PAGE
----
Confirmation biases contribute to overconfidence in personal beliefs and can maintain or strengthen beliefs in the face of contrary evidence. Poor decisions due to these biases have been found in political and organizational contexts. Another explanation is that people show confirmation bias because they are weighing up the costs of being wrong, rather than investigating in a neutral, scientific way.
In psychology, social or cognitive science, confirmation bias is a tendency to search for or interpret information in a way that confirms one's preconceptions, leading to perceptional errors. Confirmation bias is the reason for our knack for stereotyping. We do this for the simple reason that our brains cannot instantly process, nor has immediate access to, tons of information in seconds and draw a statistically valid conclusion, so our brain takes those stereotypical short-cuts to quickly draw a conclusion and/or make a decision. We do this, and did this over the course of evolution, so we could survive. Confirmation bias is not necessarily a bad thing, as long as you are aware of this evolutionary and biochemical predisposition.
Confirmation bias is a phenomenon wherein people have been shown to actively seek out and assign more weight to evidence that confirms their hypothesis, and ignore or underweigh evidence that could disconfirm their hypothesis.
The English philosopher Francis Bacon was laying the foundations for Science and Enlightenment when he addressed this conformation bias in 1620:
"The human understanding when it has once adopted an opinion draws all things else to support and agree with it. And though there be a greater number and weight of instances to be found on the other side, yet these it either neglects and despises, or else by some distinction sets aside and rejects; in order that by this great and pernicious predetermination the authority of its former conclusions may remain inviolate. . . . And such is the way of all superstition, whether in astrology, dreams, omens, divine judgments, or the like; wherein men, having a delight in such vanities, mark the events where they are fulfilled, but where they fail, though this happen much oftener, neglect and pass them by.”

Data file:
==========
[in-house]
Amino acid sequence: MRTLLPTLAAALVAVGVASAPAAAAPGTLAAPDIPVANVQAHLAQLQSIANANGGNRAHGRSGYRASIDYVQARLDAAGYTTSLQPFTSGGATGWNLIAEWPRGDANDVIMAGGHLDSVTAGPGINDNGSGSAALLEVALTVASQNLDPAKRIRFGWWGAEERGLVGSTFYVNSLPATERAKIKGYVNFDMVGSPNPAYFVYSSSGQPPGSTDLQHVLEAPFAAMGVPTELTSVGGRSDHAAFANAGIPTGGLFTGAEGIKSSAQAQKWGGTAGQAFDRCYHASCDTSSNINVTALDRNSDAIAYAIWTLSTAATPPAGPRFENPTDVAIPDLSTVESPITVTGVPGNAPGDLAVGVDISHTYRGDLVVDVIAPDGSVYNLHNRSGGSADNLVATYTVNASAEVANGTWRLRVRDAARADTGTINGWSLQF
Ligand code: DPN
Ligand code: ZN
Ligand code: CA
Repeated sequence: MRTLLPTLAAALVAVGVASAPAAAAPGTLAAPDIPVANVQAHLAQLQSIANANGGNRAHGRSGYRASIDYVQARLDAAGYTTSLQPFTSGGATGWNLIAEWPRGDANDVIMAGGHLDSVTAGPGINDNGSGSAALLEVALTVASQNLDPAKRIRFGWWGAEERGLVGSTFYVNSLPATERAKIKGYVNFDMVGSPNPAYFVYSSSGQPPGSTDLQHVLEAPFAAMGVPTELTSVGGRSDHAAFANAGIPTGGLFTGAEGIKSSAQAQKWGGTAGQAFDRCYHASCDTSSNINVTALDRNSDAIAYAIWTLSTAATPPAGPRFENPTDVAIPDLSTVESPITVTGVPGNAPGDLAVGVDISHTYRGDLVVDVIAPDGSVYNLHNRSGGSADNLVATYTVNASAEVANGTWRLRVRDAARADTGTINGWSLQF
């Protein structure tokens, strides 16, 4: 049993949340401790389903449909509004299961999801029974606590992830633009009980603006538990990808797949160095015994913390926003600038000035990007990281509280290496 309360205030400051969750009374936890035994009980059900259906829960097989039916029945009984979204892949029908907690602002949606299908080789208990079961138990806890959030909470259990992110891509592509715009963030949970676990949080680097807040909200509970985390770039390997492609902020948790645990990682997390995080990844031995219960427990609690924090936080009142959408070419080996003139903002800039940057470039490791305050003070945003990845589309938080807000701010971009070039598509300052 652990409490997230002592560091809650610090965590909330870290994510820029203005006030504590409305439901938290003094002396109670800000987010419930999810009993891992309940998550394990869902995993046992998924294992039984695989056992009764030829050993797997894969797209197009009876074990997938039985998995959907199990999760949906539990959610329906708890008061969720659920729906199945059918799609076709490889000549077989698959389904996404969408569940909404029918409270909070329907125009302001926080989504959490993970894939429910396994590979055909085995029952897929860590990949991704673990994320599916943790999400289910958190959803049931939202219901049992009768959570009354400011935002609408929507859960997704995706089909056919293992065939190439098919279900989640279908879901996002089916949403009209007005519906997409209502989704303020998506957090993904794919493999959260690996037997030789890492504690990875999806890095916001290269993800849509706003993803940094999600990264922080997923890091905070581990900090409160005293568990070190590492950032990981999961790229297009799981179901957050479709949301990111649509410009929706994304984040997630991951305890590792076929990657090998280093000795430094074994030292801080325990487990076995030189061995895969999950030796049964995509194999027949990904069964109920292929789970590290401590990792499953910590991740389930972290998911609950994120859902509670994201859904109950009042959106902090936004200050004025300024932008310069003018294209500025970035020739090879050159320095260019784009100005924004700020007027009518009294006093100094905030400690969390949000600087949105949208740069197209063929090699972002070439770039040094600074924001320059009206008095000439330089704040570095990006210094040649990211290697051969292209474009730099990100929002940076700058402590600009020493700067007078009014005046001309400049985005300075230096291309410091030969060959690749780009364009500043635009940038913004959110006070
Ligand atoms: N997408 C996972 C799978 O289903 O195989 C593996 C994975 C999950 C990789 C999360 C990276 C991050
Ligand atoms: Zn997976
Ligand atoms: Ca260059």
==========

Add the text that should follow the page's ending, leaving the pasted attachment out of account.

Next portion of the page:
Charles Darwin, who published the theory of evolution in his book On the Origins of Species in 1859, was aware of his own confirmation bias as he stated in his autobiography:
“I had also, during many years, followed a golden rule, namely, that whenever a published fact, a new observation or thought came across me, which was opposed to my general results, to make a memorandum of it without fail and at once; for I had found by experience that such facts and thoughts were far more apt to escape from the memory than favourable ones. Owing to this habit, very few objections were raised against my views which I had not at least noticed and attempted to answer.”
As Wason coined, and Bacon and Darwin referred, be aware of our pre-disposition to confirmation bias.
Peter Wason and Confirmation Bias
Why people Ignore Facts, in Psychology Today
Confirmation Bias: A Ubiquitous Phenomenon in Many Guises
What is Confirmation Bias?
Confirmation bias is the tendency of people to favor information that confirms their existing beliefs. Confirmation bias in society, also called confirmatory bias or myside bias, is the tendency to search for, interpret, favor, and recall information in a way that confirms one's preexisting beliefs or hypotheses. It is a type of cognitive bias and a systematic error of inductive reasoning. People display this bias when they gather or remember information selectively, or when they interpret it in a biased way. The effect is stronger for emotionally charged issues and for deeply entrenched beliefs, like politics and religion. People also tend to interpret ambiguous evidence as supporting their existing position. Biased search, interpretation and memory have been invoked to explain attitude polarization (when a disagreement becomes more extreme even though the different parties are exposed to the same evidence), belief perseverance (when beliefs persist after the evidence for them is shown to be false), the irrational primacy effect (a greater reliance on information encountered early in a series) and illusory correlation (when people falsely perceive an association between two events or situations), ie, conspiracy theory.
A series of experiments by Peter Wason in the 1960s suggested that people are biased toward confirming their existing beliefs. He coined the term "confirmation bias" to describe the tendency for people to immediately favor information that validates their preconceptions, hypotheses and personal beliefs regardless of whether they are true or not. Explanations for the observed biases include wishful thinking and the limited human capacity to process large amounts of information - we are not computers, but computers cannot evaluate information, draw conclusions and create an understanding of the world the way the human brain can.